One of the great things about SAS libraries is that you can write your programs to read and write data without having to worry about where the data lives. SAS data set on a file system? Oracle table in a database server? Hadoop data in Hive? For many SAS applications, the programmer can treat these very different data sources in exactly the same way.
...except for the cases where you can't treat them the same, because they are different. These different databases have different capabilities and behaviors, and sometimes you need to optimize your SAS programs to take advantage of those differences.
Recently, a colleague at SAS needed a reliable SAS macro-based method to detect the library engine for a given libref. Here's what we came up with:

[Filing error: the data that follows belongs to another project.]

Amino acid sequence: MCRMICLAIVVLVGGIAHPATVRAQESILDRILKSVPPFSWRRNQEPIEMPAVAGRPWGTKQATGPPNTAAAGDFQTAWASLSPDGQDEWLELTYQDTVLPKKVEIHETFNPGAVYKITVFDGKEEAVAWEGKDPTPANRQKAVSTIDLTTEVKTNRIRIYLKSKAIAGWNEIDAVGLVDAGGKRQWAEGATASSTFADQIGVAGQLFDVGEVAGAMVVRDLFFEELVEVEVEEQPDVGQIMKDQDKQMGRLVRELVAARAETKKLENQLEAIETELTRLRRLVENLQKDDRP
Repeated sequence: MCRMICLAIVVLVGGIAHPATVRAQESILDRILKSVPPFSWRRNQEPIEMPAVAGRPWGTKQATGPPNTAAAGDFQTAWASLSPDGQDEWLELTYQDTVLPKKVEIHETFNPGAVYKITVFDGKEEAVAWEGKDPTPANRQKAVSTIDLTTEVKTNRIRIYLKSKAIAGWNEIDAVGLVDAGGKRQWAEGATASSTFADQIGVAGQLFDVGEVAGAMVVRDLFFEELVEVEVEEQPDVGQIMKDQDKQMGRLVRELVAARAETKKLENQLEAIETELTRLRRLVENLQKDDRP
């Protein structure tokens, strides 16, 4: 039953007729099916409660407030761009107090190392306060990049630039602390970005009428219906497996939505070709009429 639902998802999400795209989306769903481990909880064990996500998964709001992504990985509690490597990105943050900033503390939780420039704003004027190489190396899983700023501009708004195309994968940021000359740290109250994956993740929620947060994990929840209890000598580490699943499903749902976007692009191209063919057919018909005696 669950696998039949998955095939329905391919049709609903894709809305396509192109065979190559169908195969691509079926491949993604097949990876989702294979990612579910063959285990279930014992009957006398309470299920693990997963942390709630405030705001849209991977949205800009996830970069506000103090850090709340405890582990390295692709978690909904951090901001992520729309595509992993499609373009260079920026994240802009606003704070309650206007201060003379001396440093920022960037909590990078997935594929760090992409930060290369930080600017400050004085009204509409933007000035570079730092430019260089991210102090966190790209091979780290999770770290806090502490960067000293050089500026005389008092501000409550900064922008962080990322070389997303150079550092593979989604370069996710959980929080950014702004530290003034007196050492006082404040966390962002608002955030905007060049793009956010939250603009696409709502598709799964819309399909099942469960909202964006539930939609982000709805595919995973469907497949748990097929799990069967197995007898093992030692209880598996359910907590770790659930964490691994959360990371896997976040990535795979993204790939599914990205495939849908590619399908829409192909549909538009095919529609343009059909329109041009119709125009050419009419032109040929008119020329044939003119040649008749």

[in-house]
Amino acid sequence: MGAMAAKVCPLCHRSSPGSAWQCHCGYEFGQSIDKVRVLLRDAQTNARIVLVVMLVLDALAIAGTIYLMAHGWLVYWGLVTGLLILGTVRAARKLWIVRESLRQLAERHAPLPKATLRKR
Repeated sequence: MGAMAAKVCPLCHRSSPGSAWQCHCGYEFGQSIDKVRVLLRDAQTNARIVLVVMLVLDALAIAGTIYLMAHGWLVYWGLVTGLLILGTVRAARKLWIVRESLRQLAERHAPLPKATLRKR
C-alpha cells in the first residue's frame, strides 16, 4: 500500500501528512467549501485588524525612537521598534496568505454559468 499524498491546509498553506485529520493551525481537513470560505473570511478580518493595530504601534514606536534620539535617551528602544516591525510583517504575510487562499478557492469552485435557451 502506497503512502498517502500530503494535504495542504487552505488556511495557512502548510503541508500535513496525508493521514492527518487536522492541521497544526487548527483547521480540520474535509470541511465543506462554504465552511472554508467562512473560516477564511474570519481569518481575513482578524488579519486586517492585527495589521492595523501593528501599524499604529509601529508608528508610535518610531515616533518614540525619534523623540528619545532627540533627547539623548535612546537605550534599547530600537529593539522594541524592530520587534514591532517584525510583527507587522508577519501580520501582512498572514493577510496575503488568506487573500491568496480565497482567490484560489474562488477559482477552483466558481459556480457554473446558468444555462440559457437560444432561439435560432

%macro getEngine(libref); %global ENGINE; %let dsid=%sysfunc(open(sashelp.vlibnam(where=(libname="&libref.")),i)); %if (&dsid ^= 0) %then %do; %let engnum=%sysfunc(varnum(&dsid,ENGINE)); %let rc=%sysfunc(fetch(&dsid)); %let engine=%sysfunc(getvarc(&dsid,&engnum)); %put &libref. ENGINE is &engine.; %let rc= %sysfunc(close(&dsid.)); %end; %mend;
This simple macro peeks inside SASHELP.VLIBNAM, a virtual table that maintains the vital characteristics of all of the active SAS libraries in a session. The macro queries the table for the engine name for the given library, and places the result in a macro variable named &ENGINE.
Here are some example uses and results. The first two calls are for built-in SAS libraries, which use the BASE engine (aliased to "V9"). The third call is for a MySQL library that I use for reporting on our WordPress database.
34 %getEngine(SASHELP); SASHELP ENGINE is V9 35 %getEngine(WORK); WORK ENGINE is V9 36 %getEngine(WPBLOGS); WPBLOGS ENGINE is MYSQL